1. Robert Durling and Ronald Martinez. There’s a reason the scholarly community considers this the current gold standard. It has the Italian and English on facing pages; the translation is as literal as possible while still being very readable; the notes are extensive and inserted after each canto; and there are many great supplemental essays on a wide variety of subjects. There’s also a section noting textual variants, and the notes for Purgatorio and Paradiso close with a exploration of how the poem can be read vertically, with, e.g., Canto III of Inferno bearing similar themes, events, and language to Canto III of the other canticles.

Unfortunately, the prices of Purgatorio and Paradiso are ridiculously expensive. I finally nabbed a $10 used copy of Purgatorio, albeit with a lot of underlining from the previous owner. At the moment, even the cheapest used copies of Paradiso are almost as expensive as new ones.

2. Allen Mandelbaum, the Everyman’s Library edition. I was very excited to recently add this to my collection. This is widely considered one of the finest translations, and all three canticles are in one volume. The notes are included after each canto, which reduces the temptation to constantly look down and interrupt your reading. There are also reproductions of Sandro Botticelli’s 16th century illustrations.

3. Mark Musa, the Penguin Classics edition. This volume also includes La Vita Nuova. The three canticles of the Commedia are also available separately, with more extensive notes than in the bundled book. Musa’s La Vita Nuova is also available separately, with a long essay and many more notes. I highly recommend this translation because of the simplicity of the language. Reading the poem in such easy to understand English after only knowing the overly flowery language and annoying Elizabethan constructions of Laurence Binyon was like reading it all over again, and finally understanding it.

4. Robert and Jean Hollander. The three canticles are only sold in individual volumes, but the prices seem rather reasonable, and it makes sense to split them up because of the extensive essays and notes. You can also read it all for free online at the Princeton Dante Project, though nothing compares to holding a physical book in your hand. Robert Hollander taught Dante at Princeton for 42 years, and was much beloved by his students. He passed away in June 2021 at age 87.

His wife Jean, a poet, did the actual translating, and he checked her work for accuracy. Prof. Hollander wrote the commentaries, notes, and introductions. However, some people have criticized their work as too postmodernist and academic.

5. John Ciardi, the New American Library edition. You can buy this in one volume or in three separate volumes. This seems to be the best-regarded rhymed translation, though it does take some liberties to stick to the rhyme scheme, and every canto ends with a couplet instead of a single line.

6. Robin Kirkpatrick, the new Penguin Classics edition. From what I’ve seen of it, this seems like a good balance between linguistic accuracy and a fresh new spin. E.g., he translates Malebolge as Rottenpockets, and Ahi as “Eek!” You don’t need to invent entire new sections and slip in anachronistic references like Clive James and Mary Jo Bang to craft a modern translation.

7. Henry Wadsworth Longfellow, the first complete U.S. translation. I bought this for the historical value, and because it has the famous Gustave Doré woodcuts. If you’re a dedicated Dantephile, you should be familiar with at least one older translation. Many people also still regard this as one of the very finest, despite the distracting Elizabethan language and poetic contractions. Longfellow was obviously a poet himself, in addition to being a passionate Dantephile and professor of Italian language at Harvard. He brought his poetic sensibilities and scholarly knowledge to the endeavour.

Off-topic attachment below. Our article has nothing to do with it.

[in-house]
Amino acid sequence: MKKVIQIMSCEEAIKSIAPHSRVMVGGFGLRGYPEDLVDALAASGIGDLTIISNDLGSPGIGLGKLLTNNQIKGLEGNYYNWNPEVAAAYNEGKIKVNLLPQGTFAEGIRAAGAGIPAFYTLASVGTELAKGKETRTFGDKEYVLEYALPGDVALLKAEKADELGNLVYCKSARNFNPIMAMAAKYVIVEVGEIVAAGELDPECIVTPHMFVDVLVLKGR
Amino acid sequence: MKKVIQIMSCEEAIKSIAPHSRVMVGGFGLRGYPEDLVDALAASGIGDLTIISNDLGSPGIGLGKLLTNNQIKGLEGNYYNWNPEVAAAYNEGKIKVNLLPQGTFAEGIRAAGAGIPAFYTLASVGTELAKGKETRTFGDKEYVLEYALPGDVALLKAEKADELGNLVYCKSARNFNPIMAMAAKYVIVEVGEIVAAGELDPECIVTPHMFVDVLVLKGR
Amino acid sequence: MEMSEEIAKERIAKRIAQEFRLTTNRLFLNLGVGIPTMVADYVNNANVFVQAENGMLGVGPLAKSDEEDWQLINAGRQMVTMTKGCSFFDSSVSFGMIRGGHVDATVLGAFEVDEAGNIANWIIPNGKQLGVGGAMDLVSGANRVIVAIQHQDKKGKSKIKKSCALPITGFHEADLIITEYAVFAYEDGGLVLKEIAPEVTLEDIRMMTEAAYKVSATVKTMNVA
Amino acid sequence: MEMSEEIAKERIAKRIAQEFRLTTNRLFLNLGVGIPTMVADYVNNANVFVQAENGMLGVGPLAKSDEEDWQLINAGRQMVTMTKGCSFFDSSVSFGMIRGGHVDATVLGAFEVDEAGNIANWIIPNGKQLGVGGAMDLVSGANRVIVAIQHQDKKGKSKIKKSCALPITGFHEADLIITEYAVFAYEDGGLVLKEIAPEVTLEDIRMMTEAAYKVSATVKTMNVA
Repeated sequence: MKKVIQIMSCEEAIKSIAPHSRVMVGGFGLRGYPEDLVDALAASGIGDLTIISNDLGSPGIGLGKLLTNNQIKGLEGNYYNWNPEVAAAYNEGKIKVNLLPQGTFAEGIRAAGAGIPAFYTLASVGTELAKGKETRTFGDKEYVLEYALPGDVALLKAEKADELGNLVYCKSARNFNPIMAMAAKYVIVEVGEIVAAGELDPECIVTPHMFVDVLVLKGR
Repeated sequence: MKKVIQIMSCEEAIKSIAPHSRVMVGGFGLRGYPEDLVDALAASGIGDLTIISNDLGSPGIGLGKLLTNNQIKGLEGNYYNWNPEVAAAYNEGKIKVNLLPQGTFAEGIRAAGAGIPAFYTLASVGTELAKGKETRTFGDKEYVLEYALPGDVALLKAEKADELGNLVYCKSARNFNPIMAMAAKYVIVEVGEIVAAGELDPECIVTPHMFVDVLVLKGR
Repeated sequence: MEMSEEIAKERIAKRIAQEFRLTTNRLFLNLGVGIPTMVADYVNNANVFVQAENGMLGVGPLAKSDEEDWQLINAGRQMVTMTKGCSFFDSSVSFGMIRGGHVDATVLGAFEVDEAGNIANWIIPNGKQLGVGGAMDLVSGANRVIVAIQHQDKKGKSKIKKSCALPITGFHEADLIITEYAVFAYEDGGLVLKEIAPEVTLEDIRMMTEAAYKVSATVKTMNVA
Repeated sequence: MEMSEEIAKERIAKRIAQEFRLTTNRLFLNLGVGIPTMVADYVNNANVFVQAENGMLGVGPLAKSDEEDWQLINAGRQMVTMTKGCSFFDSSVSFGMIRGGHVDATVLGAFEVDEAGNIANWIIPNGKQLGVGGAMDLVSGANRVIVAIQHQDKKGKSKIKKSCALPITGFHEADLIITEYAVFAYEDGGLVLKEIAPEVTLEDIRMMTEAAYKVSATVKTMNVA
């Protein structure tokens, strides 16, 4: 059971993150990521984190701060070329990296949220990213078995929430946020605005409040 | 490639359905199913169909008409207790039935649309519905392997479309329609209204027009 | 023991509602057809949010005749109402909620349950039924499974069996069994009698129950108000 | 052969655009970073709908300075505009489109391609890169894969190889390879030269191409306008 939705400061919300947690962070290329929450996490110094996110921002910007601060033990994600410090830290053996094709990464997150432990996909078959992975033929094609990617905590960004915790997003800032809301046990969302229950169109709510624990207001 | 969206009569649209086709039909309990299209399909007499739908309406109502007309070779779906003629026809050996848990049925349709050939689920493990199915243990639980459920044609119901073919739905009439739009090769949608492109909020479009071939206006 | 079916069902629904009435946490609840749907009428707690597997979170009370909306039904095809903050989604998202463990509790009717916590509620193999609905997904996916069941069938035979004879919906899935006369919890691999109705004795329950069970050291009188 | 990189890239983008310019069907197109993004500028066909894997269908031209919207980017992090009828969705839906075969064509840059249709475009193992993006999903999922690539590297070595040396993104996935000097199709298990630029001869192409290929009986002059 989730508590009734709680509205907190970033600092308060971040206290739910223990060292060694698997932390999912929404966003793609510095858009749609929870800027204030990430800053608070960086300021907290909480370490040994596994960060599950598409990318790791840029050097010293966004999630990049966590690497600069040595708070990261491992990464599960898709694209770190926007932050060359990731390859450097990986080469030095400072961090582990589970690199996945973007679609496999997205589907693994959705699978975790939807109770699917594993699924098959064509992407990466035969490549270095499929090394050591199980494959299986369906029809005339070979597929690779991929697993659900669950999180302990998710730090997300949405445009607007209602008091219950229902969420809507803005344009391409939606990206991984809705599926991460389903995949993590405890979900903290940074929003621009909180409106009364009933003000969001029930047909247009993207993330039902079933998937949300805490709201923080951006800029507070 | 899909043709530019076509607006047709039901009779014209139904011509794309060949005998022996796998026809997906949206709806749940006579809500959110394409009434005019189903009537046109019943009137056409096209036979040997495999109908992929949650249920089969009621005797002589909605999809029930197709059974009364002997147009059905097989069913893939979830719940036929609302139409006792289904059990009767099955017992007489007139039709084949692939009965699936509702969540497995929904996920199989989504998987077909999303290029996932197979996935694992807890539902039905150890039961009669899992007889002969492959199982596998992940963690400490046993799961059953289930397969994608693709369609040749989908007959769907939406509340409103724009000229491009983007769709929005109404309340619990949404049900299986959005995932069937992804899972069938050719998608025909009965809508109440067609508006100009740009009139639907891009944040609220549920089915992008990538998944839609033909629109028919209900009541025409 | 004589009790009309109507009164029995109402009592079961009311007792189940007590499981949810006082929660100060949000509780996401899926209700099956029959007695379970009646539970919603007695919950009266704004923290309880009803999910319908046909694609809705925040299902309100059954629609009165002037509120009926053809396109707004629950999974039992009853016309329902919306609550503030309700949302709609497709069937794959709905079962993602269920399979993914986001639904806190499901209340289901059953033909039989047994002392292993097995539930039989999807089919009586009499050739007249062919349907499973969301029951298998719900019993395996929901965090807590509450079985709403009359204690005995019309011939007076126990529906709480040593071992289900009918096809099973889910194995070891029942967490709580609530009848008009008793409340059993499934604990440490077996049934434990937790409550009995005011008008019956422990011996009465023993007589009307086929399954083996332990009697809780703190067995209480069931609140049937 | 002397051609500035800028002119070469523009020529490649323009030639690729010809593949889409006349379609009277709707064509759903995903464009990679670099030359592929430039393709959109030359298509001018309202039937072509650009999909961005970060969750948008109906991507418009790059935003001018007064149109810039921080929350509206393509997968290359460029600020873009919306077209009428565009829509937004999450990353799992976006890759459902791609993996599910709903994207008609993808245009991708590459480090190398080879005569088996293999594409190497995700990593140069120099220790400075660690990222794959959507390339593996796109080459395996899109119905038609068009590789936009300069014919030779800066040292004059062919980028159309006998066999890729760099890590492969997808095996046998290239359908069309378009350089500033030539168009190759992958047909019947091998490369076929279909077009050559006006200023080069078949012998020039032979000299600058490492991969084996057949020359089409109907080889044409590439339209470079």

8. Dorothy Sayers, also a Penguin Classics edition, in three volumes. There are many notes and diagrams, though some of the comments are a bit dated, and the poetic diction might take a bit getting used to. However, if you want the experience of reading the poem in terza rima, this is probably the best way to go.

9. C.H. Sisson, the Oxford World’s Classics edition. It comes in a single volume, and has ample notes, outlines, and illustrations.

10. Charles Singleton, in three volumes. The price is ridiculously high, but there are extensive commentaries, notes, and diagrams.

11. Thomas Bergin. This translation, which is in three volumes, is sadly out of print, but I’m very eager to add it to my collection. Prof. Bergin was a renowned scholar of Medieval and Renaissance Italian literature, as well as Provençal, French, and Spanish literature of those eras. There are illustrations by Leonard Baskin.

And if you can read Italian, the current definitive commentary is by Giorgio Petrocchi.

How not to translate Dante, Part II

Since Black Friday and Cyber Monday are coming up, I’m looking forward to adding some more Divine Comedy translations to my collection. The ones I want most are by Allen Mandlebaum, John Ciardi, and Thomas Bergin (the lattermost unfortunately appearing to be out of print). There are also a few others I’m interested in, like Robin Kirkpatrick, Robert and Jean Hollander, and, until recently, Clive James.

I pulled up the Amazon preview of the James translation for a recent vlog which included a compare and contrast of thirteen versions of the famous opening twelve lines, and didn’t think it was that bad. But when I later read further in the preview, I discovered many shocking divergences from the original Italian, among them large chunks of entirely invented lines.

Knowing Canto I of Inferno by heart in the original Medieval Florentine Tuscan really comes in handy when deciding if I’d like to buy a translation. It makes it so easy to tell when the translator is staying true to the original, indulging in some gently creative liberties within reason (to stick to iambic pentameter or a rhyme scheme, or to enhance the emotional, dramatic, or visual impact), or just outright inventing things to look hip, modern, creative.